The Virgin is crowned by Christ, her son, after her ascension to heaven. The episode was very popular in Florentine painting, where it formed the central panel of polyptychs (multi-panelled altarpieces), usually flanked by images of saints. It has been suggested that two panels showing two standing saints – Peter and James on one, and Bartholomew and Anthony Abbot on the other (now in the Pinacoteca Nazionale di San Matteo, Pisa) – were the original right-hand panels in this altarpiece. They may have been painted by a member of Gaddi’s workshop.
If you look closely at the angels‘ wings you’ll see that individual feathers have been drawn by scratching through the pastel paint shades with a very fine sharp tool, revealing the gold leaf beneath.
The Virgin Mary is crowned by Christ, her son. Her glorious reception in heaven after her death, where she takes her place on a throne by Christ’s side, is not described in the Bible but in the Golden Legend, a thirteenth-century compilation of lives of the saints.
The episode was very popular in Florentine painting where it formed the central panel of polyptychs, usually flanked by images of saints. It has been suggested that two panels showing two standing saints – Peter and James on one, and Bartholomew and Anthony Abbot on the other (now in the Pinacoteca Nazionale di San Matteo, Pisa) – were the original right-hand panels in this altarpiece. They may, however, have been painted by a member of Gaddi’s workshop. A pointed arch topped with a tall gable featuring roundels frames each panel; the roundels show the Virgin at the Annunciation and a bishop saint. Our panel has been cut down at the top but it’s likely that it too originally ended with a pointed gable. The left-hand panels of the altarpiece have not been identified.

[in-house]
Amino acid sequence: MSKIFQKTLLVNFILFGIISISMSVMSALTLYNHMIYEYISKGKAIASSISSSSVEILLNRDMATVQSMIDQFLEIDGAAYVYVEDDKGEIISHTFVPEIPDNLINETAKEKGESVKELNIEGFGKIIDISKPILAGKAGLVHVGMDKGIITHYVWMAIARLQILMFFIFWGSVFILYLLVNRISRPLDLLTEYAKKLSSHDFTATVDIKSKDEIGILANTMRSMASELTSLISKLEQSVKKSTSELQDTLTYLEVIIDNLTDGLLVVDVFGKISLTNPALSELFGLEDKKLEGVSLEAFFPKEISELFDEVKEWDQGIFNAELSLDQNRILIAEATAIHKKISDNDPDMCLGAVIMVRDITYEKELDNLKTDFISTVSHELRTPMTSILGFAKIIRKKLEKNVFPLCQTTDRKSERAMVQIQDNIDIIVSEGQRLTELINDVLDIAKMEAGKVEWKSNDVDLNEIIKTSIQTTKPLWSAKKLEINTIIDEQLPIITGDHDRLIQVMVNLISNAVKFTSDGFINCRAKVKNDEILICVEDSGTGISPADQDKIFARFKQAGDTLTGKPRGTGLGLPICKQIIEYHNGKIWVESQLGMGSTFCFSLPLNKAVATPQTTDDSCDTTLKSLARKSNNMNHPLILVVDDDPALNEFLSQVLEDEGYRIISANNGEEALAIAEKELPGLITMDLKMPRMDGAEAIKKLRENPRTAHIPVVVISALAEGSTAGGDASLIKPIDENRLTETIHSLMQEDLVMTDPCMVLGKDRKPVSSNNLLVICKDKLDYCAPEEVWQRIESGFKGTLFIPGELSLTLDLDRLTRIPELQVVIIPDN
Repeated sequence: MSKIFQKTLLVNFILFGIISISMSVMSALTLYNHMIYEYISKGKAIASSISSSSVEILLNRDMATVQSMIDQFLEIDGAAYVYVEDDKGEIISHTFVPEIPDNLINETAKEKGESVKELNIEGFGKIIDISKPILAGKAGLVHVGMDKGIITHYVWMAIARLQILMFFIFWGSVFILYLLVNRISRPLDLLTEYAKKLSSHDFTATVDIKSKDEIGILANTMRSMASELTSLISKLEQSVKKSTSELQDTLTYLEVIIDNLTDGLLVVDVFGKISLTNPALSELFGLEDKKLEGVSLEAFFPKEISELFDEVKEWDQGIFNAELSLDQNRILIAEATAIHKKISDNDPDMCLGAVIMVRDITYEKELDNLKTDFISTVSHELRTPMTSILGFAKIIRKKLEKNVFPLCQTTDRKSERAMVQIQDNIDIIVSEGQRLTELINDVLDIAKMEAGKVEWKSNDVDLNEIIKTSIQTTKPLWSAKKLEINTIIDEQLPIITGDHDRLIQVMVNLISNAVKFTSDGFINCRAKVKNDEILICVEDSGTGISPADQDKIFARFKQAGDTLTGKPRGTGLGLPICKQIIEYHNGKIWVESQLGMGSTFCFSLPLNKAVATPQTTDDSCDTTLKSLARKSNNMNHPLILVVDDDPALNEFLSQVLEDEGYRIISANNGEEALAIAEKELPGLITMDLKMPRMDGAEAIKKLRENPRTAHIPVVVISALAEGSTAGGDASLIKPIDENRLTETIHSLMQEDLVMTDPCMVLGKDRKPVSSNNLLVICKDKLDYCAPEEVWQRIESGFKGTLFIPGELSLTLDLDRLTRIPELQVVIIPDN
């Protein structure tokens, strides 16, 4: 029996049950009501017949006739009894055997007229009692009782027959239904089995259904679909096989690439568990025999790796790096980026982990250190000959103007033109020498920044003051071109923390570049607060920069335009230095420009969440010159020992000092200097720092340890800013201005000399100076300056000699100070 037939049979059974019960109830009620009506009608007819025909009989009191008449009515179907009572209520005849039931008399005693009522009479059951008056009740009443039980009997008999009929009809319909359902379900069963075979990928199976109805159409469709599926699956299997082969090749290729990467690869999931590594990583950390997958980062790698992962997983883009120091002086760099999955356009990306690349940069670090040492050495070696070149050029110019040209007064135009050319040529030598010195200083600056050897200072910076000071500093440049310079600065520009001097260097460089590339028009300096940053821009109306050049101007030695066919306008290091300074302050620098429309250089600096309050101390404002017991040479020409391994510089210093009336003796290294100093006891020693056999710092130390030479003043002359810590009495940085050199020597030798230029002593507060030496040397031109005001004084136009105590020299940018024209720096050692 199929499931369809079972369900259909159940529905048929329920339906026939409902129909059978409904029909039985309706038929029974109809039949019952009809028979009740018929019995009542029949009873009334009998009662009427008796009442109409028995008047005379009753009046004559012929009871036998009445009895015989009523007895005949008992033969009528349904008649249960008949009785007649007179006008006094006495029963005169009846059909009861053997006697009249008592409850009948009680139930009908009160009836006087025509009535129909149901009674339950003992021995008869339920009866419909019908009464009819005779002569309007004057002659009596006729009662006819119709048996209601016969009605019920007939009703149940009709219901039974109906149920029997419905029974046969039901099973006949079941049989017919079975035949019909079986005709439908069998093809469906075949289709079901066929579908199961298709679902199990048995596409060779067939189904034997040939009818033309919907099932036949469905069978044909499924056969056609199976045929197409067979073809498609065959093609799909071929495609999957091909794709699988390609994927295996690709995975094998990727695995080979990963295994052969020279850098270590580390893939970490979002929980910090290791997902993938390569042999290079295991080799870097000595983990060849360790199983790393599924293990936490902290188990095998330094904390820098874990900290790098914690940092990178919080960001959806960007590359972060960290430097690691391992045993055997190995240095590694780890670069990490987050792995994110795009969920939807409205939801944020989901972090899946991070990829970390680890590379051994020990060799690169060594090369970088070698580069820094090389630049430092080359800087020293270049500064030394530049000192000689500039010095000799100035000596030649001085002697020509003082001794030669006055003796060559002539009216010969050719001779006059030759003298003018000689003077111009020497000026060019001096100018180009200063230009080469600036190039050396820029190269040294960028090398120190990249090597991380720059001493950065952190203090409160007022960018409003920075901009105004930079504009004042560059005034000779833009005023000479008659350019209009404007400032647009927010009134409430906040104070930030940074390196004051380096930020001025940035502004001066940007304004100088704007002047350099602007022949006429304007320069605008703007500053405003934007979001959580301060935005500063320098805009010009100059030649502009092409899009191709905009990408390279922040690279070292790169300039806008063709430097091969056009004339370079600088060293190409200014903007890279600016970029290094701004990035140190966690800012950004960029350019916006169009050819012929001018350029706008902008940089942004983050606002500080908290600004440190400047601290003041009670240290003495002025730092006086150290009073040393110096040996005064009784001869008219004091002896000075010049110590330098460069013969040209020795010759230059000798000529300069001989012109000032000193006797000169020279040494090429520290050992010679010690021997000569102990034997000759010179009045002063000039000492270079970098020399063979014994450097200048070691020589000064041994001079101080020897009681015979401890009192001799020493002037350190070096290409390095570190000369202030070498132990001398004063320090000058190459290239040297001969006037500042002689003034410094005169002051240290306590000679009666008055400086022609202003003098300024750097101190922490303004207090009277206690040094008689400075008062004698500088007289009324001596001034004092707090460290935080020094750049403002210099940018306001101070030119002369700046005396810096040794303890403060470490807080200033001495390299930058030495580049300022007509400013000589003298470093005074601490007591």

Like many of the city’s artists, including Bernardo Daddi, Gaddi probably modelled this work on versions of the scene made by the renowned Florentine painter Giotto for an altarpiece in the Baroncelli chapel in the church of Santa Croce. Gaddi may also have known Nardo di Cione’s version painted for the church of Santa Maria degli Angeli (Victoria and Albert Museum, London), which has very similar poses. Another version of the picture by Gaddi in the National Gallery of Art, Washington D.C., is almost identical except that the angels at the foot of the throne turn towards the viewer.
Gaddi has used a variety of techniques to achieve the decorative effects. The cloth of honour – the textile pinned to the back of the throne, the red lining of which curls over at the edges – is decorated with mordant gilding (gold leaf applied over a sticky substance called bole). The angels kneel on a decorative textile painted in the sgraffito technique. The effect is coarse by comparison to the delicacy of the angels‘ wings, which were made using the same technique. If you look closely, you’ll see that the individual feathers have been drawn by scratching through the pastel paint shades with a very fine sharp tool to reveal the gold leaf beneath.
When the picture entered our collection it was said to have been made for a Franciscan convent in Miniato near Florence – but there were no Franciscan convents there until the fifteenth century. It is possible that it was painted for the church of San Miniato al Monte, where Gaddi had painted an altarpiece for the sacristy in 1388 and another in the mid-1390s, and then moved to the Franciscan convent San Francesco al Monte, which was founded in 1417–18.
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